Food Contamination, at Root of Urinary Tract Infection

Food Contamination at Root of
Urinary Tract Infection

San Jose Mercury News
October 4, 2001
Study: Food contamination at root of drug-resistant urinary tract infection

By Lisa M. Krieger

SAN JOSE, Calif. _ Food contamination is believed to be the culprit
behind an epidemic of painful urinary-tract infections that are resistant to
conventional treatment, according to a startling new study by University of
California-Berkeley scientists.

Three far-flung clusters of U.S. university students were found to be
infected with nearly identical strains of drug-resistant E. coli bacteria,
the scientists report in the current issue of The New England Journal of

While the origins of this newly-identified "superbug" remain a mystery,
scientists say they believe it was transmitted through food because it was
found almost simultaneously on campuses as far away as Berkeley, Calif.,
Minneapolis and Ann Arbor, Mich. _ and looked genetically similar in each
locale, suggesting it had just arrived and had not had time to evolve.
"This became a rapidly emerging problem; it was not a gradual process,"
said epidemiologist Dr. Lee W. Riley of the UC-Berkeley School of Public
Health. "The only way that could happen is through the introduction of some
nationally-distributed food product."

The scientists found that 22 percent of urinary-tract infections at the
campuses were resistant to a drug called trimethoprim-sulfamethoxazole
(TMP-SMX), the first line of therapy, as well as other antibiotics. Of
these drug-resistant infections, half were caused by a previously
unrecognized strain of bacteria.

For the past decade, doctors have been warning that diseases that were
once easily cured are now stronger than their medicines. Drug-resistant
bacteria are typically created through the excessive use of antibiotics.
These bacteria are usually spread in hospital settings.

The current outbreak, another unsettling example of the resistance trend,
is especially worrisome if resistance was acquired by simply eating food
that had been contaminated by the superbug.

In an editorial that accompanied the study, Dr. Walter E. Stamm of the
University of Washington School of Medicine in Seattle, urged "a much
more aggressive approach to the control of anti-microbial resistance."

"The emergence and spread of resistance among E. coli that cause
urinary-tract infections represent yet another example of the ongoing
global problem of anti-microbial resistance," he wrote.

E. coli exists normally in the intestinal tract and is essential to
digestion. But if it migrates up into the urinary tract, it causes painful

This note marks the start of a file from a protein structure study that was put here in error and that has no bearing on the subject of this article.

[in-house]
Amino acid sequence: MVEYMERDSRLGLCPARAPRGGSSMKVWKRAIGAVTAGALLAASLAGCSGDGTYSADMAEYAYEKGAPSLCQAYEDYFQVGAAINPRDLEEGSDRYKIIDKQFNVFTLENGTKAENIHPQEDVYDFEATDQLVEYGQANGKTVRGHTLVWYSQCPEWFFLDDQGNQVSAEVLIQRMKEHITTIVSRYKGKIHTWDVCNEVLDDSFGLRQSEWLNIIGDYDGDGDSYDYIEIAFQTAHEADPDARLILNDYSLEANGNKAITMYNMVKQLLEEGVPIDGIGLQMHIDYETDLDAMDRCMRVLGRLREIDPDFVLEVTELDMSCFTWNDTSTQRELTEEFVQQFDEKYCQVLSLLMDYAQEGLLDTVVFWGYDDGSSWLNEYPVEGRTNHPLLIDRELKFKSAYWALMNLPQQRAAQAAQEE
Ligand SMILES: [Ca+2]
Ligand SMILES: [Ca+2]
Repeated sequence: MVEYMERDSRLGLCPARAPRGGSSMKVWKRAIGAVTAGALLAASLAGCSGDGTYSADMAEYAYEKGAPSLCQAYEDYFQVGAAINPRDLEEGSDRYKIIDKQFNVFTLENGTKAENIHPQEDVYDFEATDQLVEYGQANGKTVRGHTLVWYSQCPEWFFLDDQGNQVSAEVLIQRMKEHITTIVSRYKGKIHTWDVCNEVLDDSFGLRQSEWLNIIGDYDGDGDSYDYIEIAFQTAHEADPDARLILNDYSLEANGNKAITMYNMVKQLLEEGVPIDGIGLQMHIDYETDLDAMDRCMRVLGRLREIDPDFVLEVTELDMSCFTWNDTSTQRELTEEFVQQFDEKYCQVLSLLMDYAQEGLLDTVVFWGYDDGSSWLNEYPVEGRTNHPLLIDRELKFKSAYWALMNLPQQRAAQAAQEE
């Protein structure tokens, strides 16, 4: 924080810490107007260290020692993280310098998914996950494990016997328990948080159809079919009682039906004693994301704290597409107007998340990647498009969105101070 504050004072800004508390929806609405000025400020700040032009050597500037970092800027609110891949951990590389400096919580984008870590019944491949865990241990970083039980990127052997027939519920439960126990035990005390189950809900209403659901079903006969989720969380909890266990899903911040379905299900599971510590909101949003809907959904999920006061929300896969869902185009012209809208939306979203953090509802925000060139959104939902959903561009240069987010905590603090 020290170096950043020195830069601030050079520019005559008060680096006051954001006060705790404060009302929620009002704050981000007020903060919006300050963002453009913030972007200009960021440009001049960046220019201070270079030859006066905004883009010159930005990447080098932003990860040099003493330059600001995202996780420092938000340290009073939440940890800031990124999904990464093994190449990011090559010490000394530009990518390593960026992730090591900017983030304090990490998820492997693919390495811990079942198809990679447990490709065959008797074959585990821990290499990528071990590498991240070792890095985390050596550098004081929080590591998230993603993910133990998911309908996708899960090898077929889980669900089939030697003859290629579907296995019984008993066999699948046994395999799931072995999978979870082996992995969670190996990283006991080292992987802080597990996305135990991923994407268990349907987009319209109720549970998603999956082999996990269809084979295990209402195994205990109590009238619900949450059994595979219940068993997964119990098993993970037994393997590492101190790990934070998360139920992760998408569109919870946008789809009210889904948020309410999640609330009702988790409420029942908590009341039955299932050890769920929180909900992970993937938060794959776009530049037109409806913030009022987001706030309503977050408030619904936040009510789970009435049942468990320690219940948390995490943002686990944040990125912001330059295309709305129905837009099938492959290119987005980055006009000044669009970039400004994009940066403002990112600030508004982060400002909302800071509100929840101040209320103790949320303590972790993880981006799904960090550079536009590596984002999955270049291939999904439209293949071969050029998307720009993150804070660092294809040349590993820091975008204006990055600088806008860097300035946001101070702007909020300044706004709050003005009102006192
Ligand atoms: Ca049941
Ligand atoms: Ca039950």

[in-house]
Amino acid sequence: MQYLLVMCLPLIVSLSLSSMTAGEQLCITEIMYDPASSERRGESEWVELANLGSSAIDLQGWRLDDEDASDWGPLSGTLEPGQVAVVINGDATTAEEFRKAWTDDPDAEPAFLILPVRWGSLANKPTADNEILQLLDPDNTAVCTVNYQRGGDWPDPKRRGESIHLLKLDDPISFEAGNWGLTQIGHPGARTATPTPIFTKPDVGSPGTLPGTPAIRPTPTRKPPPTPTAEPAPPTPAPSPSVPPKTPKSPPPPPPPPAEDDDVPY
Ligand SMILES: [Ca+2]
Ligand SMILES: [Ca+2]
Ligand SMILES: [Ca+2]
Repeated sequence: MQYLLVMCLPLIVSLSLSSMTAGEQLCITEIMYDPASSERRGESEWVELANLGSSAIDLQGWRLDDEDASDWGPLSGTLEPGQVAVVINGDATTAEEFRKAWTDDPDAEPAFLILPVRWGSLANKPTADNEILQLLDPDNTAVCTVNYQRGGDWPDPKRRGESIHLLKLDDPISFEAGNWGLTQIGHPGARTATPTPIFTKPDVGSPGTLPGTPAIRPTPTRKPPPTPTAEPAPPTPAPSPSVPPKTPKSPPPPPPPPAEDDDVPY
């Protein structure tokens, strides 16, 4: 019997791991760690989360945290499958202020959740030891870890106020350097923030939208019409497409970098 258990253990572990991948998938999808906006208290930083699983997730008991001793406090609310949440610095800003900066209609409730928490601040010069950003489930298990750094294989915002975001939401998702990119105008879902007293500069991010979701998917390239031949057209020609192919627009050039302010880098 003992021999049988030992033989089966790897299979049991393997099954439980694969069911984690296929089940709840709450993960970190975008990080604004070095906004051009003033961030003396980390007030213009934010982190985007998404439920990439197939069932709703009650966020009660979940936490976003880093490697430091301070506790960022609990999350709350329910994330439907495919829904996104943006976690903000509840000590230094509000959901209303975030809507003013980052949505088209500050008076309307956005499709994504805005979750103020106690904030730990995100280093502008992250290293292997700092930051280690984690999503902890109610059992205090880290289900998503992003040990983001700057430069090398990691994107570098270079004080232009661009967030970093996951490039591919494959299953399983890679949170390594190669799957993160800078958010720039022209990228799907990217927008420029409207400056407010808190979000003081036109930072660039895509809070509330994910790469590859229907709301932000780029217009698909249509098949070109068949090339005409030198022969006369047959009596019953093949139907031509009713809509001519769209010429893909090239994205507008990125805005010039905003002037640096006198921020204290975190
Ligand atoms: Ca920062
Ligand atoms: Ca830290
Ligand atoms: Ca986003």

infection. If untreated, it may travel up into the kidneys, creating

This new type of E. coli poses a greater treatment challenge because it is
resistant to trimethoprim-sulfamethoxazole (TMP-SMX), a first line of
therapy. After two to three days of treatment with these drugs, symptoms
remain because the bacteria has not died. However, it is usually still
susceptible to at least three other drugs, such as fluoroquinolone,
ciprofloxacin and nitrofurantoin.

Interestingly, the study of several hundred UC-Berkeley students was able
to detect resistant bacteria in the intestines of students who did not have
urinary tract infections _ probably due to contaminated food they had
eaten, said Riley.

Urinary tract infections, called cystitis, are the most common infection in
women, affecting two out of three women at some point in their lives. It is
estimated that there are at least 300 million cases of urinary tract
infections worldwide each year.

Infections can recur, and at least a third of women with an infection
experience another within a year. If untreated, they can lead to far
dangerous infections in the kidneys and blood. Cystitis is more common
in women than men, due to differing lengths of their urethras.

The E. coli that caused the urinary tract infections in this study is a
less dangerous cousin to the one that was transmitted on Jack In The Box
hamburgers in the early '90s, killing several people and sickening hundreds.

"The next step is to find out where it came from," said Riley.

The team will inquire into the diets of students, then trace back the
source of their foods _ even testing farm animals, if necessary. They also
will look for the bacteria in members of the general population, to see how
widespread it is.

To prevent infection, Riley suggested common-sense precautions, such as
washing hands, fruits and vegetables for eating. He recommended cooking
meat well and seeking medical care if a urinary tract infection does not
respond to treatment within several days.

"If a large proportion of urinary tract infections caused by E. coli are
due to ingestion of foods, that would constitute a serious and novel public
health problem," said Riley.

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